Budder and badder are soft in texture and slightly oily. They’re easy to handle, have a sun yellow to bright orange colouring and soft.
Shatter is commonly known for its brittle, glass-like texture. It can also have a snap-and-pull consistency. Shatters commonly have a bright amber to golden yellow colour throughout.
Crumble is a brittle version of badder or budder. As its name suggests, it has a crumbly consistency. The colour tends to be similar to budder, but instead of a glossy look, it is a matte or dull finish.
Sugar is a term used for any cannabis concentrate that has a similar consistency to sappy, wet sugar. It’s colour typically ranges from deep amber to bright yellow.
Sauce is thick and looks sticky. The colour of sauce ranges from bright mustard to deep amber. Sauce is similar to sugar in both its colour and consistency but has a more uniform and prominent crystal structure.
Crystallised cannabinoids which can vary in density and size from small rocks to powder.
Are concentrates safe?
Concentrates are not deadly; however, they are quite potent. Furthermore, how they are consumed may have potential side effects. In 2017, Portland State University published a study which found that terpenes vapourised at the high temperatures that the process of creating concentrates requires may produce toxicants methacrolein and benzene. In other words, if you dab cannabis there is potential risk that the high temperature could cause new toxic substances to be formed.[iii]￼ Additionally, concentrates are best used by patients who have a tolerance to cannabinoids and benefit from higher doses. To exercise caution, it is advised to always ‘Start low and go slow’; knowing one’s personal tolerance and limitations is the best way to have a beneficial experience with cannabis.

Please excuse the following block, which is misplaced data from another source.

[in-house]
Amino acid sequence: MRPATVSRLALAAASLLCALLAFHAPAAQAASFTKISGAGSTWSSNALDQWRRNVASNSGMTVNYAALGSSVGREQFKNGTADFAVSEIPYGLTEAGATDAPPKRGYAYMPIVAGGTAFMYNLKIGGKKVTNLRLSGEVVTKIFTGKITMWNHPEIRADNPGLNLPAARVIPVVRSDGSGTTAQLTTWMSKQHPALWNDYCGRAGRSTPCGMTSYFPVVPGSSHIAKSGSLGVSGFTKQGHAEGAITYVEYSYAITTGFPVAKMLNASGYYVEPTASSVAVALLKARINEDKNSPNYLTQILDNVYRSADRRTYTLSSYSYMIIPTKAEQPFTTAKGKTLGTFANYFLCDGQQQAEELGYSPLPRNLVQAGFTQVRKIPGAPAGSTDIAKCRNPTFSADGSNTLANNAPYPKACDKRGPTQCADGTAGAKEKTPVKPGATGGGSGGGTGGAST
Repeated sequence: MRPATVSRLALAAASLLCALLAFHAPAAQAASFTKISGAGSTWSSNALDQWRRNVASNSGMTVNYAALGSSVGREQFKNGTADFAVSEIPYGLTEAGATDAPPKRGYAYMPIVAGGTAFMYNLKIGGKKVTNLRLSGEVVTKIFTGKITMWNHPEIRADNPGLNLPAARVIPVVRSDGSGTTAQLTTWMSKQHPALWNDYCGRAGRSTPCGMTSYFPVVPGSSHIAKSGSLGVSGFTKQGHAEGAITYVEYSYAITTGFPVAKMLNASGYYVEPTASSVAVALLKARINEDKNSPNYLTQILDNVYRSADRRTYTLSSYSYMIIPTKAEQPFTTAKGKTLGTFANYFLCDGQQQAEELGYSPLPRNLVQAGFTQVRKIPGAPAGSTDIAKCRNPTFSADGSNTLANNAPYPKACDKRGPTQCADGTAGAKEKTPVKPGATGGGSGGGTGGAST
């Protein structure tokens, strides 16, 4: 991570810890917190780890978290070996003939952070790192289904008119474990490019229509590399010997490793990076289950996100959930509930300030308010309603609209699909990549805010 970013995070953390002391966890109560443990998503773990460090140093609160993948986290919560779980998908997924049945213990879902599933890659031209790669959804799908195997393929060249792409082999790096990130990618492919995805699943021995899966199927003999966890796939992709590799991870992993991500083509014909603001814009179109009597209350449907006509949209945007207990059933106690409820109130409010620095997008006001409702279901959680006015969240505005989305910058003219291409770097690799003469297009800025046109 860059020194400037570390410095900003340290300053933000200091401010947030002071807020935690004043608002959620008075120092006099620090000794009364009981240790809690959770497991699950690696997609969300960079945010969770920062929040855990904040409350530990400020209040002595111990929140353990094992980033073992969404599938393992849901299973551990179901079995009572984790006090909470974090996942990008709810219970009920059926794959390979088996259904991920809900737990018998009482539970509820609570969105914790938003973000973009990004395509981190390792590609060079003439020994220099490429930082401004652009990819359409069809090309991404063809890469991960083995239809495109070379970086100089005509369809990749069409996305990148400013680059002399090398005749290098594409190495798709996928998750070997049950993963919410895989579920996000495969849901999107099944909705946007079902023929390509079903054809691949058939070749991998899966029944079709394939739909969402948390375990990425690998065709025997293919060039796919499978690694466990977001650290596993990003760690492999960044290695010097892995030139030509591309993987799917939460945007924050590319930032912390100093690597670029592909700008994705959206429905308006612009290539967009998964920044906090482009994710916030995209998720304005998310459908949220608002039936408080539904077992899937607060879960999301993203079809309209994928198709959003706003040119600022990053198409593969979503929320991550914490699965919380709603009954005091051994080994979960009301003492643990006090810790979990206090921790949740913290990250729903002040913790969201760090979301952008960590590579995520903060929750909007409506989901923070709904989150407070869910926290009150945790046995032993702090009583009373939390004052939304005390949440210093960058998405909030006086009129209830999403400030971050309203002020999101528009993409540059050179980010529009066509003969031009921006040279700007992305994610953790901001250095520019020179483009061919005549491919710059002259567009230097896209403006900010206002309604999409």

Furthermore, it is important to be aware of possible side effects of Cannabis.
CBD side effects can include but are not limited to:
- Dry mouth
These side effects are uncommon, and the most significant side effect from taking CBD may be the patient’s adverse reaction from the carrier oil or capsule coating in which the CBD is delivered in. In this case, your doctor can discuss which carrier oil offers the lowest potential to negatively affect you.
THC side effects can include but are not limited to:
- Increased appetite
- Impaired short-term memory
- Increased heart rate
Side effects are possible, not probable, but by being aware of one’s symptoms they are looking to control as well as ‘starting low and going slow’ and slowly building a tolerance to find the minimum effective dose is the best way to have a successful treatment plan with cannabis medicine.
The bottom line is that there are a range of cannabis concentrate medicines that may be beneficial for some patients who benefit from higher doses of cannabis. However, it is vital to consult with a medical professional to ensure that a cannabis concentrate is right for your condition, consider the risks and benefits carefully, and to monitor your health to ensure safe use of concentrates.